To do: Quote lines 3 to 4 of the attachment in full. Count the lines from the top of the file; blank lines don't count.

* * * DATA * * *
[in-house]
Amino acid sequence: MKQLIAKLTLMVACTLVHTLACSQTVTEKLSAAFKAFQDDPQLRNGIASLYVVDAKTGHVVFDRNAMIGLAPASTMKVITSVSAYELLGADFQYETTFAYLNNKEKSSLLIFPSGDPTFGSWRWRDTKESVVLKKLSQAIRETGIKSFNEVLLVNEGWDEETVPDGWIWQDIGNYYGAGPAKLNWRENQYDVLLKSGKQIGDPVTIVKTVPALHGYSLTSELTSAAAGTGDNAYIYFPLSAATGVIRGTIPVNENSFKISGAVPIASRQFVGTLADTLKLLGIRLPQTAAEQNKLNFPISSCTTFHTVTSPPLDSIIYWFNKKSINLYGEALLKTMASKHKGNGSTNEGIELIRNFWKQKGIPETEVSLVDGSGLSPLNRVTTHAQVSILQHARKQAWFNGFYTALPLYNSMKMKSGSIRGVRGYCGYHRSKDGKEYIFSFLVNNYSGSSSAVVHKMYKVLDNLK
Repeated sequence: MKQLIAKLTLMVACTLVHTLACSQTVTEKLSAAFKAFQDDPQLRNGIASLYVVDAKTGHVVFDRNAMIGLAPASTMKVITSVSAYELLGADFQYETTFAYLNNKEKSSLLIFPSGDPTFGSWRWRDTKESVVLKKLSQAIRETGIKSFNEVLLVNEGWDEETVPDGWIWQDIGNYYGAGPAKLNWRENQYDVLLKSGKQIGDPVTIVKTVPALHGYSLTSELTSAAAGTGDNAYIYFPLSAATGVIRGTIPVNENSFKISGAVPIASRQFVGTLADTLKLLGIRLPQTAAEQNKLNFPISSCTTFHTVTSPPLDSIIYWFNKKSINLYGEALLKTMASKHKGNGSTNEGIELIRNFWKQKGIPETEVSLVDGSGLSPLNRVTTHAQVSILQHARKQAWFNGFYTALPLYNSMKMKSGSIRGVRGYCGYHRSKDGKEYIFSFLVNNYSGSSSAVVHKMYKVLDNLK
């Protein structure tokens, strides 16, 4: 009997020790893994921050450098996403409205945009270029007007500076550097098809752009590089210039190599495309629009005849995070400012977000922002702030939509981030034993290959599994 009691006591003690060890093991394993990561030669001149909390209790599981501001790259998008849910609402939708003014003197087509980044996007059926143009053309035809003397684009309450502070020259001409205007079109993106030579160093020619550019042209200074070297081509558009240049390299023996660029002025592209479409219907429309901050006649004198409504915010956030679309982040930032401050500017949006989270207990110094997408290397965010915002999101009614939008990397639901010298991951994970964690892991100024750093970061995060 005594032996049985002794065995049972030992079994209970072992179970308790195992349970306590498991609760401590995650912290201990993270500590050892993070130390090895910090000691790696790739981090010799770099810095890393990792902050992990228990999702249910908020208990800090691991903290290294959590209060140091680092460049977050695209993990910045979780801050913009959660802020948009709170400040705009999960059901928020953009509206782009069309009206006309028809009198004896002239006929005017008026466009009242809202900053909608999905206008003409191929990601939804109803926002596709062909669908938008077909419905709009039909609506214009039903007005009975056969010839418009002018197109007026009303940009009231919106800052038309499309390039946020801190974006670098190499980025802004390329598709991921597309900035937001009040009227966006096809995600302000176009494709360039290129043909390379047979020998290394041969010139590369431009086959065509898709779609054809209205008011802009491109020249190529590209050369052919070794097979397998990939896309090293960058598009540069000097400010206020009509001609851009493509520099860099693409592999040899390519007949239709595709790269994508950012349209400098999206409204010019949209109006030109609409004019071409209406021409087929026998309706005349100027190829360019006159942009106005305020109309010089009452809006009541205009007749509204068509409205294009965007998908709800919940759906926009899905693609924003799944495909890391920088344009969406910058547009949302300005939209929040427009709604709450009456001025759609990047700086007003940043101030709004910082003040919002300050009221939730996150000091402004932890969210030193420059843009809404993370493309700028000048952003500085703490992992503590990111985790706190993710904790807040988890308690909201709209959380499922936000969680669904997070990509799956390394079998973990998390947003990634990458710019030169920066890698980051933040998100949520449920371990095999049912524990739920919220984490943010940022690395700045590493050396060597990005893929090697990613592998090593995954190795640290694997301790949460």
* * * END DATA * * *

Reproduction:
Repeated sequence: MKQLIAKLTLMVACTLVHTLACSQTVTEKLSAAFKAFQDDPQLRNGIASLYVVDAKTGHVVFDRNAMIGLAPASTMKVITSVSAYELLGADFQYETTFAYLNNKEKSSLLIFPSGDPTFGSWRWRDTKESVVLKKLSQAIRETGIKSFNEVLLVNEGWDEETVPDGWIWQDIGNYYGAGPAKLNWRENQYDVLLKSGKQIGDPVTIVKTVPALHGYSLTSELTSAAAGTGDNAYIYFPLSAATGVIRGTIPVNENSFKISGAVPIASRQFVGTLADTLKLLGIRLPQTAAEQNKLNFPISSCTTFHTVTSPPLDSIIYWFNKKSINLYGEALLKTMASKHKGNGSTNEGIELIRNFWKQKGIPETEVSLVDGSGLSPLNRVTTHAQVSILQHARKQAWFNGFYTALPLYNSMKMKSGSIRGVRGYCGYHRSKDGKEYIFSFLVNNYSGSSSAVVHKMYKVLDNLK
């Protein structure tokens, strides 16, 4: 009997020790893994921050450098996403409205945009270029007007500076550097098809752009590089210039190599495309629009005849995070400012977000922002702030939509981030034993290959599994 009691006591003690060890093991394993990561030669001149909390209790599981501001790259998008849910609402939708003014003197087509980044996007059926143009053309035809003397684009309450502070020259001409205007079109993106030579160093020619550019042209200074070297081509558009240049390299023996660029002025592209479409219907429309901050006649004198409504915010956030679309982040930032401050500017949006989270207990110094997408290397965010915002999101009614939008990397639901010298991951994970964690892991100024750093970061995060 005594032996049985002794065995049972030992079994209970072992179970308790195992349970306590498991609760401590995650912290201990993270500590050892993070130390090895910090000691790696790739981090010799770099810095890393990792902050992990228990999702249910908020208990800090691991903290290294959590209060140091680092460049977050695209993990910045979780801050913009959660802020948009709170400040705009999960059901928020953009509206782009069309009206006309028809009198004896002239006929005017008026466009009242809202900053909608999905206008003409191929990601939804109803926002596709062909669908938008077909419905709009039909609506214009039903007005009975056969010839418009002018197109007026009303940009009231919106800052038309499309390039946020801190974006670098190499980025802004390329598709991921597309900035937001009040009227966006096809995600302000176009494709360039290129043909390379047979020998290394041969010139590369431009086959065509898709779609054809209205008011802009491109020249190529590209050369052919070794097979397998990939896309090293960058598009540069000097400010206020009509001609851009493509520099860099693409592999040899390519007949239709595709790269994508950012349209400098999206409204010019949209109006030109609409004019071409209406021409087929026998309706005349100027190829360019006159942009106005305020109309010089009452809006009541205009007749509204068509409205294009965007998908709800919940759906926009899905693609924003799944495909890391920088344009969406910058547009949302300005939209929040427009709604709450009456001025759609990047700086007003940043101030709004910082003040919002300050009221939730996150000091402004932890969210030193420059843009809404993370493309700028000048952003500085703490992992503590990111985790706190993710904790807040988890308690909201709209959380499922936000969680669904997070990509799956390394079998973990998390947003990634990458710019030169920066890698980051933040998100949520449920371990095999049912524990739920919220984490943010940022690395700045590493050396060597990005893929090697990613592998090593995954190795640290694997301790949460």